DEP Site Alongside Merchant’s House Converted to ‘Manuel Plaza’ Public Space
The no-man’s-land beside the Merchant’s House Museum – long a construction site for city water infrastructure – is now open public space for the community.
Located on East 4th Street, just off the Bowery, the site has been open to the public since May, but the city officially commemorated it last week as Manuel Plaza.
It’s a passive recreational space that includes tables and light shrubbery. The design couldn’t include large trees due to the potential of root interference with the tunnel system. Also, the caveat – it’s still under DEP jurisdiction and will require periodic maintenance.
The $1.58 million project was officially conceived in 2018, but the community had pushed for open space in the years prior. It received Mayoral funding from Department of Environmental Preservation ($1.31 million), as well as City Council ($200,000) and Borough President ($71,000) funding.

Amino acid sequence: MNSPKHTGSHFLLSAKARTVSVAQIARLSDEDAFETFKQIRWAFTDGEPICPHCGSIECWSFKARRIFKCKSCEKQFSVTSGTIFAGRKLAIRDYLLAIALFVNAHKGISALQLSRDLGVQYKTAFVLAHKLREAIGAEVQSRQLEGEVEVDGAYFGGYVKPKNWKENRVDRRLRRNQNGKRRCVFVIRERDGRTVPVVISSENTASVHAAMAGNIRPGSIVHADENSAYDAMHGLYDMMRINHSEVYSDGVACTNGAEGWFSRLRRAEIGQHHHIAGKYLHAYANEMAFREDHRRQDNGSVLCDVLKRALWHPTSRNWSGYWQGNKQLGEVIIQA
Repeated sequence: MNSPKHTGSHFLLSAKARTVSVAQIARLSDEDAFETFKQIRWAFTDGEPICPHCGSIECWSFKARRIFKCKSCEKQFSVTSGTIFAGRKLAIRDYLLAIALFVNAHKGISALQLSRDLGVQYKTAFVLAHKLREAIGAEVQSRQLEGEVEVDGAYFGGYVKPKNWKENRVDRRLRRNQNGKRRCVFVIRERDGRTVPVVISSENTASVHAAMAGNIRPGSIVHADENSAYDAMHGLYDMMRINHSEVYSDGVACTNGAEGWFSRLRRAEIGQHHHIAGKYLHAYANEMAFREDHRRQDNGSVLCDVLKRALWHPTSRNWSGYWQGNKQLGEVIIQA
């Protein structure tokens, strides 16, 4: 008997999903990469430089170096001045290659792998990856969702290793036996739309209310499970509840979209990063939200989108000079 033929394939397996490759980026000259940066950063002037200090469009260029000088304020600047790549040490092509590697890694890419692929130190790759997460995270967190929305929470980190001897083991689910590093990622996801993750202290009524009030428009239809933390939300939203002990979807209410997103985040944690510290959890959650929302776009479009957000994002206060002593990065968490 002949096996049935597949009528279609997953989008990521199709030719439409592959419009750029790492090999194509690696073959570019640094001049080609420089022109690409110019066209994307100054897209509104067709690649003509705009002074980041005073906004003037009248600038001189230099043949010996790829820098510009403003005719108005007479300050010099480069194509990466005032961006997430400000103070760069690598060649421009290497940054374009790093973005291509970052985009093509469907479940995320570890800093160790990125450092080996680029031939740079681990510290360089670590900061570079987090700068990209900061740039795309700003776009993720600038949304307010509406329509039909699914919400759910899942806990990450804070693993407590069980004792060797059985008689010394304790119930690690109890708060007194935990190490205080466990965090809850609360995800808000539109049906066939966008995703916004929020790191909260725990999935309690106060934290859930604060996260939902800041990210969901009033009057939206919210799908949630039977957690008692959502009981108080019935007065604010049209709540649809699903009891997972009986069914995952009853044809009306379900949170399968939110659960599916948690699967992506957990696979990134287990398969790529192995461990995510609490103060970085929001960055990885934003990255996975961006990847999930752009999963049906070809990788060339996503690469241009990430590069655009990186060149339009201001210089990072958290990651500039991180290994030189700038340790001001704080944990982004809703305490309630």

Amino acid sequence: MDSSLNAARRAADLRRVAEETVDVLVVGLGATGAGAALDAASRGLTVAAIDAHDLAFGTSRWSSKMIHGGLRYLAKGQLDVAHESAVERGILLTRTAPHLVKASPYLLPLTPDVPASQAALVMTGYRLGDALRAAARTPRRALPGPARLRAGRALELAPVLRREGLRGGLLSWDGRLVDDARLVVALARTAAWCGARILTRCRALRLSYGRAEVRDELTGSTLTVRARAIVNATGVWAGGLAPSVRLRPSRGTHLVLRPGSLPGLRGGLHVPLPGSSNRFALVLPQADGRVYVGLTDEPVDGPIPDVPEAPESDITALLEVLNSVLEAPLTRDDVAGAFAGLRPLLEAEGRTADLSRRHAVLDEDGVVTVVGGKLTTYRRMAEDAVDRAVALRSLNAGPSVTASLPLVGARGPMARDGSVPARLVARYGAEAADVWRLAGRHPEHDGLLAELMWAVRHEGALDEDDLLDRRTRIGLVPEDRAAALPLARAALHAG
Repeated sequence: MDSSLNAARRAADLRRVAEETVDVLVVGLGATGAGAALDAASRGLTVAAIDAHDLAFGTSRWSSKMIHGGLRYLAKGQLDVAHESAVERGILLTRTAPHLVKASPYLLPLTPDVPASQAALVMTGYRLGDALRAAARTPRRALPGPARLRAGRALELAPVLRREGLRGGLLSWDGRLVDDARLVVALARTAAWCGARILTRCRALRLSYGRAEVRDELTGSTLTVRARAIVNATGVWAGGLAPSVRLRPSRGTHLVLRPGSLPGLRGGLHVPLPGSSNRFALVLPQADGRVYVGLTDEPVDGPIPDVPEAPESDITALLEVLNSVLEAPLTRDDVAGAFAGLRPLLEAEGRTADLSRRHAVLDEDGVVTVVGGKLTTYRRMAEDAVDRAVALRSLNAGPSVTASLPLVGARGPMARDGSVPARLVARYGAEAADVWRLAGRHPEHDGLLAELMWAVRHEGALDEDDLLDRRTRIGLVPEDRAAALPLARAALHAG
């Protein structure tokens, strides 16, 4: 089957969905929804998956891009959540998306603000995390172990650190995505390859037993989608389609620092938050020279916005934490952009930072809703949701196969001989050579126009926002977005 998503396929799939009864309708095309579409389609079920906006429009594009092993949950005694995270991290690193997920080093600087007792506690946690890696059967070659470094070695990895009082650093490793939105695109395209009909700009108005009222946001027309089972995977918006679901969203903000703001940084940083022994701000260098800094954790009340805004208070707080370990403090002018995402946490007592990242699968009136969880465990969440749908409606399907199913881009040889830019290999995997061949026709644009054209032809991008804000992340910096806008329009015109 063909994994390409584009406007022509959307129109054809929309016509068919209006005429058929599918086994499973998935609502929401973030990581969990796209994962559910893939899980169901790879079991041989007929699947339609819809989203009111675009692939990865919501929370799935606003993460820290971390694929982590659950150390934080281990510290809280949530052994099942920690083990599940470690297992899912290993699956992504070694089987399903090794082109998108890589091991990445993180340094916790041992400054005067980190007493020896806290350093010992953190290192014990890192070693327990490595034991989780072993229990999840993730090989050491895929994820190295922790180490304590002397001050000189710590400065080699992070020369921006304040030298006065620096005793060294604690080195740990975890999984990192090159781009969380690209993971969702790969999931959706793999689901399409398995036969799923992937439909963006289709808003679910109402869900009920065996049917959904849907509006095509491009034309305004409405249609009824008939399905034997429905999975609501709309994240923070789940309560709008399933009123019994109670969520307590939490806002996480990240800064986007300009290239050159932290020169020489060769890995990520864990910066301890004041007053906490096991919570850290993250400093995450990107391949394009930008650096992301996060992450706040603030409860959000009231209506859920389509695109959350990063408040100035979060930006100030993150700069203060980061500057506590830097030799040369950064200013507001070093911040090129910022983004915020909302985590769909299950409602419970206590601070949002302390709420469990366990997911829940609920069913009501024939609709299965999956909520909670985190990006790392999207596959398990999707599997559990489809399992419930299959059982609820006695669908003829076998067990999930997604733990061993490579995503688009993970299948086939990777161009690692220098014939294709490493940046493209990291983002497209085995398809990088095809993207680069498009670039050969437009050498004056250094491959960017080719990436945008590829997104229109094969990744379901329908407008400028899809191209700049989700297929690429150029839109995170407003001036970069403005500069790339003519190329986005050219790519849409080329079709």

For over two decades, DEP has used this downtown parcel to work on shafts connected to so-called Water Tunnel No. 3. At $6 billion, it’s considered the largest capital construction project in New York City History that dates back to 1970. Scheduled completion of the overall project is 2026.
Manuel Plaza is named in acknowledgment of the first North American free Black settlement, known as the Land of the Blacks. The name itself three Manuels – Big Manuel, Clyn Manuel, Manuel Gerrit de Reus, Manuel Sanders, and Manuel Trumpeter, who were among 28 people of African descent who negotiated freedom from the West India Dutch Company and over 100 acres in land grants in mid-17th Century New Netherland.